There are certain rules to follow, but those are just rules. at the end, you must know when to use it and when to break it to add some compensation to achieve the "EXPOSURE YOU WANT" - remember you are the photographer not the camera.

    Even pro uses light meter, and compensate from the light meter results, unless you can train your eyes to be a light meter...........

    With film you still have to develop it and record the settings, lots more effort and time and money, and you may still give up (probably faster). BTW photo from film can turn out bad due to the lab fault for using bad chemical or lack of skill etc etc.

    Shoot more, use more manual settings. know some of those rules and start from there.

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    Anyway, I laugh at my friend a couple of times when he showed me his shots from holiday and a relative wedding. (I know I shouldn't) but it is crazy because, a lot are underexpose (especially those difficult shot due to indoor lighting or ambient lighting). BTW he is using a digital camera, so i asked him, didn't he look at the LCD? well the obvious answer is no, save battery power.

    What's the lesson here, if he used the LCD, he would know that the exposure is wrong, try agin, and learn from it that he needs to compensate in difficult lighting conditions. Otherwise by the time he review the photo, you don't get another similar situation for you to try out.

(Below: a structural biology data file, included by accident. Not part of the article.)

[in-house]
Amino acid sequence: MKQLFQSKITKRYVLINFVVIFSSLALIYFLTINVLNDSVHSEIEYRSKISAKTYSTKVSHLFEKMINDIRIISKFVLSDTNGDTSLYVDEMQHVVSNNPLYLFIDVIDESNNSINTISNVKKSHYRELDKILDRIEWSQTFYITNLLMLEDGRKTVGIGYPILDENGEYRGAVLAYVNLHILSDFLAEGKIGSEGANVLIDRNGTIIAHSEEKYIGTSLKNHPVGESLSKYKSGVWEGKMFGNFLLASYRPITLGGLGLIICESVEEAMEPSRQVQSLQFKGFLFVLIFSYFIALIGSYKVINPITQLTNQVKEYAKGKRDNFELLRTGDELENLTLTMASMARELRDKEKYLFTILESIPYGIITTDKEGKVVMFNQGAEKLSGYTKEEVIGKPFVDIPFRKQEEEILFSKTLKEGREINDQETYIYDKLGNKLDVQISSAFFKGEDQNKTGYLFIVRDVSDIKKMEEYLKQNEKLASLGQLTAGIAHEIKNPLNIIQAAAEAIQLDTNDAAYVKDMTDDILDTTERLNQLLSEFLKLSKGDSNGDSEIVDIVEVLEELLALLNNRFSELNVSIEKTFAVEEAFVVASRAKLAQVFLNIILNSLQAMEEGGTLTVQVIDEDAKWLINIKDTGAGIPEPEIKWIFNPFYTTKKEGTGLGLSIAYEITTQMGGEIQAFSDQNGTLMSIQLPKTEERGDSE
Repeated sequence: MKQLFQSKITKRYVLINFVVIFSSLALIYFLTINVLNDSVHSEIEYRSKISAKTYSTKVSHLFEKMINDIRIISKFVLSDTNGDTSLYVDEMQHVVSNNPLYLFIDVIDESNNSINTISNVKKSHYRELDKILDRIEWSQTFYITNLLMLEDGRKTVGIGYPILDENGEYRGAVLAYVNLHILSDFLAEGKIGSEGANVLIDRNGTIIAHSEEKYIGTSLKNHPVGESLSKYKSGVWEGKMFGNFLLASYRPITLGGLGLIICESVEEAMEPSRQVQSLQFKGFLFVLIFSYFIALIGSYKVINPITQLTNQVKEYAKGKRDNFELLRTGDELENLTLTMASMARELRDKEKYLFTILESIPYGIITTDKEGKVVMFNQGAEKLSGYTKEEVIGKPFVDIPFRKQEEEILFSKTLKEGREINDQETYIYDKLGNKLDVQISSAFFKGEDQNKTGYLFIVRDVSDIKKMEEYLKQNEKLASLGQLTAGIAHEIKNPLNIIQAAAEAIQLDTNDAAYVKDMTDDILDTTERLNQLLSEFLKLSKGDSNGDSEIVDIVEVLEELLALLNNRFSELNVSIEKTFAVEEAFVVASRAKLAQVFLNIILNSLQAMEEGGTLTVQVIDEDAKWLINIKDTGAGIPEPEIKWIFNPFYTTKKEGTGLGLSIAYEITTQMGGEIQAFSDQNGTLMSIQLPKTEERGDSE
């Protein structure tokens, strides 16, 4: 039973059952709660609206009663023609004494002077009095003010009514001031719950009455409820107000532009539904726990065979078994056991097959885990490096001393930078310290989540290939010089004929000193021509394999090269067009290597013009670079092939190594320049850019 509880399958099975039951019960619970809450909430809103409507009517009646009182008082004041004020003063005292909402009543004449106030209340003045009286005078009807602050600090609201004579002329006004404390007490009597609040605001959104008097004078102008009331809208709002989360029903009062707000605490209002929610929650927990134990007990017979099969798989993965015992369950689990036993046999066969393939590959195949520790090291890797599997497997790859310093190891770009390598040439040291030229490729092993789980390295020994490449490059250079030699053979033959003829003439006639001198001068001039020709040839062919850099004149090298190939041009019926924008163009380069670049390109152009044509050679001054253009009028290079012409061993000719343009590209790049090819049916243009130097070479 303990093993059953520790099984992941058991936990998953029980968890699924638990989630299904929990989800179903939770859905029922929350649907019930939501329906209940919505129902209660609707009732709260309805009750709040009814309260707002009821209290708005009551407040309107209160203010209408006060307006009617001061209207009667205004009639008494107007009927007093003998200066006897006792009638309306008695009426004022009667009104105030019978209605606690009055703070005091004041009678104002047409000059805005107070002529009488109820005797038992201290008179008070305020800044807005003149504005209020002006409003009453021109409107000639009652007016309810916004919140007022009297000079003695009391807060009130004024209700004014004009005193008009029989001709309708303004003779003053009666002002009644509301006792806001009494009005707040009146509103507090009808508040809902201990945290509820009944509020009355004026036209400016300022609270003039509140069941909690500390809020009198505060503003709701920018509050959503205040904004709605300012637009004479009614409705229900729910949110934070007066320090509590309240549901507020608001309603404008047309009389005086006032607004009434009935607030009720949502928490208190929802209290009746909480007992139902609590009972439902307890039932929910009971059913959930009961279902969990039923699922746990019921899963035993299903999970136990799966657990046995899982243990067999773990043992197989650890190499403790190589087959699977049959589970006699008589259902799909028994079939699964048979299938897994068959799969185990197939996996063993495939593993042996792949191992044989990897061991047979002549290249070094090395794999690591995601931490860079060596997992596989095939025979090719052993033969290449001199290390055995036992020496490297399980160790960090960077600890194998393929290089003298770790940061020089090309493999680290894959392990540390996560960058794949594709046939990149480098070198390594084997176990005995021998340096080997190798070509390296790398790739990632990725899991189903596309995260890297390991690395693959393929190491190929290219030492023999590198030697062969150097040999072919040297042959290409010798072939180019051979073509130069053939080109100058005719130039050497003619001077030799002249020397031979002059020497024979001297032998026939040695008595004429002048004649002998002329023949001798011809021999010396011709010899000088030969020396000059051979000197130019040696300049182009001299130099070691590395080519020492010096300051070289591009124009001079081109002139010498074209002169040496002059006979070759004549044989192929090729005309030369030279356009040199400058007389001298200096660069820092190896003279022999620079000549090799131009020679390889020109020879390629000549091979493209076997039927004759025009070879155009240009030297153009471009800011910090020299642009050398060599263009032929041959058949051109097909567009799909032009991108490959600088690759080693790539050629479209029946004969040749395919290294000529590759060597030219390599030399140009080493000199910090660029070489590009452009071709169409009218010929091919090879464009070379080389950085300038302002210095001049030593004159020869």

well my final advise to him: buy a film camera. hee hee hee

    I think to learn (for a start - besides all the suggestions above especially those about shooting with people who are willing and can explain very well). You should keep the first shot (wrong exposure) and the final one with right exposure, study the photos, note the differnce in settings and determine why the difference.

  14. #14
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    Quote Originally Posted by Ding Shan Ben
    I should say that I shoot in semi auto (aperture priority). Even if I shoot in Manual mode, I have to trial-and-error eg, f5.6, 1/60, overexposed, then 1/125, still over, then 1/500, yes, there.

    yes, I am a chimping chimpaneze

    I am too dependant on LCD.
    f/5.6 1/60, 1/125, 1/500?

    Dude, kinda curious. For 1 single photo, how many shots do u actually churn out on the average?

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    Quote Originally Posted by jsbn
    f/5.6 1/60, 1/125, 1/500?

    Dude, kinda curious. For 1 single photo, how many shots do u actually churn out on the average?

    I guess, from his posting, its 3 shots........kind of like how bracketing shots work.

  16. #16

    Default Don't trust your camera to do everything

    Just to point out that the camera's built in modes try to do an approx. estimation of what the correct exposure should be.

    If you pick up a few photog. books, (I recommend the Ansel series)
    you realise that where u meter on (in A, S, P) will determine the exposure the camera takes, and this isn't always accurate.

    For eg, sometimes you have to meter on an object not in your shot, and then recompose.

    18% grey is always the key.. hope that helps.

  17. #17